Can Cutting-Edge Imaging Help to Map Microstructure of Infants’ Brains?

Feb 20 2019

Can Cutting-Edge Imaging Help to Map Microstructure of Infants’ Brains?

By Sharlene George

The findings:

While parents busily prepare for the arrival of their newborn in the final stages of pregnancy, life in the womb also is full of activity. The cerebral cortex in the third trimester is maturing rapidly, establishing the complex neuronal connections needed to navigate a wondrous world. Researchers at Children’s Hospital of Philadelphia suggest a new noninvasive method based on diffusion kurtosis metrics could be used to map how the microstructure of brain regions develop during early infancy. This 4-D spatiotemporal cytoarchitectural signature could provide effective imaging markers to help scientists better understand typical and atypical brain development and the emergence of certain brain functions.

Who conducted the study:

Hao Huang, PhD, a principal investigator of Radiology Research at CHOP and the Department of Radiology at the Perelman School of Medicine at the University of Pennsylvania, led the study team including researchers from University of Texas Southwestern Medical Center, Dallas; Lou Ruvo Center for Brain Health, Cleveland Clinic, Las Vegas; and University of Texas at Dallas. Two research scientists from CHOP are the co-first authors of the paper: Minhui Ouyang, PhD, and Tina Jeon, PhD.

How they did it:

In this study of 89 preterm infants, the researchers traced the microstructural changes across the entire cerebral cortex using an advanced, noninvasive diffusion magnetic resonance imaging (MRI) technique based on the diffusion properties of water molecules in brain tissue. The presence of neurons, dendrites, and other structures in the cerebral cortex are barriers to the water molecules’ movement, which provides clues to anatomical structure detected by diffusion MRI.

They used two types of measurements — mean kurtosis (MK) and fractional anisotropy (FA) — to quantify microstructural complexity and microstructural organization, respectively. Using data-driven clustering analysis of the MK and FA measurements, they revealed patterns and trajectories of cortical differentiation during typical development.

Why it matters:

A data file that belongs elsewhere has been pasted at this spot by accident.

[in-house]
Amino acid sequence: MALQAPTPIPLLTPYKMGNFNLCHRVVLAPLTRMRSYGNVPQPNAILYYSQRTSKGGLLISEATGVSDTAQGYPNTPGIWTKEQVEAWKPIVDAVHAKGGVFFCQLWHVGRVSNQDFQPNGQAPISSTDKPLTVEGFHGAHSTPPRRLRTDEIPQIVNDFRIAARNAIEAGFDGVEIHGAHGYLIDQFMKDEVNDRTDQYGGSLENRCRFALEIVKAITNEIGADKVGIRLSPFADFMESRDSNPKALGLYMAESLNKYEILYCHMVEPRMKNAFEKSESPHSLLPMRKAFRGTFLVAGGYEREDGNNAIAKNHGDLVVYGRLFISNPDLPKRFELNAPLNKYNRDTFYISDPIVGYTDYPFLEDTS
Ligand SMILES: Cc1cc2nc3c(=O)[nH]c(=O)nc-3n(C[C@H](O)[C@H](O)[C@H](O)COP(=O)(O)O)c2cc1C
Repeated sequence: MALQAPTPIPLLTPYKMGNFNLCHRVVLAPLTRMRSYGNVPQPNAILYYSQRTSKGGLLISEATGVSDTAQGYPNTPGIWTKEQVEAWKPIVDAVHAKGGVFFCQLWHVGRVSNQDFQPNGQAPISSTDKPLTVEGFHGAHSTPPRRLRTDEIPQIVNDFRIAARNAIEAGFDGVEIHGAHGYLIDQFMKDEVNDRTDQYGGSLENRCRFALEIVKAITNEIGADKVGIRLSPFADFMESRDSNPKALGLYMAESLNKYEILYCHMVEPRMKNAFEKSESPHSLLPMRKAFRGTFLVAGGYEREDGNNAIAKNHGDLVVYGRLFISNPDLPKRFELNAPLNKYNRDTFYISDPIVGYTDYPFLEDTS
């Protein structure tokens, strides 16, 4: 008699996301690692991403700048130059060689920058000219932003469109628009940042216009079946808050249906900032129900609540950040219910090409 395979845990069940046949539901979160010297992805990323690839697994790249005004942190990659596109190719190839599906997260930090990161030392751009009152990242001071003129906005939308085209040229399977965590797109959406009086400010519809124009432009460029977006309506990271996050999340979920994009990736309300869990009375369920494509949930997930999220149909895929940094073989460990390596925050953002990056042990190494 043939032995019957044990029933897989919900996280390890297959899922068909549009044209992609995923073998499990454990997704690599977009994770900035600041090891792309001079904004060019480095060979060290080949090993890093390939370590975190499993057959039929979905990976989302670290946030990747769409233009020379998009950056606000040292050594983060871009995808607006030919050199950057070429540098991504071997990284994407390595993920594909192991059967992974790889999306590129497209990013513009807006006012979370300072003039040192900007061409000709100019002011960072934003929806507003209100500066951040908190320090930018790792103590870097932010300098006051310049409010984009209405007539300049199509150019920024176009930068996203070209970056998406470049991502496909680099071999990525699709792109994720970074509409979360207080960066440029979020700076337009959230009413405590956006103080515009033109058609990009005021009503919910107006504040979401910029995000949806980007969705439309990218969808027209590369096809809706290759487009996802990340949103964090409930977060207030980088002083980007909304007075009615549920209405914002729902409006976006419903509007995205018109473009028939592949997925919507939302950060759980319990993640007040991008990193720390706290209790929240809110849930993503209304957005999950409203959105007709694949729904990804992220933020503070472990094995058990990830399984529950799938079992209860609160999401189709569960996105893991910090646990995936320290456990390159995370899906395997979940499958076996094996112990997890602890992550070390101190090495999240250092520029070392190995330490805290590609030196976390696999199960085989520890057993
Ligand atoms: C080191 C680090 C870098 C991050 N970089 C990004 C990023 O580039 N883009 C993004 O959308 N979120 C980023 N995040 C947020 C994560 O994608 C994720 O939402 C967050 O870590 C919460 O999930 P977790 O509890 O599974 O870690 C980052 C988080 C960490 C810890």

This noninvasive approach gives scientists a sophisticated way to visualize how and when the dynamic structural connections in the entire cerebral cortex take shape. Previous research of neuronal circuit formation relied on complicated histological methods that were time-consuming and less detailed. By using high-resolution imaging techniques to profile how circuitry is established in infants’ brains, scientists may gain a more complete understanding of early brain development. 

Scientists also could identify nuances of microstructural differences that could be early biomarkers for later emerging conditions, such as over-connectivity that may be associated with autism spectrum disorder (ASD). The study team plans to build upon this line of research by studying a population of newborns with a familial risk for ASD to see if any differences in brain connectivity detected by diffusion MRI eventually predict a clinical diagnosis of ASD by age 2.

Quick thoughts:

“We can use quick, noninvasive brain scans as a cutting-edge way to measure microstructural maturation at critical periods of development, and then analyze those measurements in longitudinal studies that could yield new insights into the cellular processes that may go awry in neurodevelopment,” Dr. Huang said. “This could lead to novel screening methods that would facilitate age-appropriate interventions as soon as possible.” 

Dr. Huang added that the brain circuit architectures are only inferred by the imaging measurements, and further research must occur to further validate the relationship between imaging measures and cellular architectural properties.

What’s next:

Dr. Huang and his study team are using their measurements to create quantitative UPenn-CHOP infant brain atlases and a corresponding chart that describes the range of normal development in brain regions at different ages — similar to clinical growth charts for infant length-for-age and infant weight-for-age — so that clinicians and families can see if babies’ brain maturation is on track. 

Where the study was published:

The article “Differential cortical microstructural maturation in the preterm human brain with diffusion kurtosis and tensor imaging” appeared in the journal Proceedings of the National Academy of Sciences.

Where to learn more:

Learn more about the Laboratory for Neural MRI and Brain Connectivity at CHOP and Penn, and get more details about this study in a CHOP press release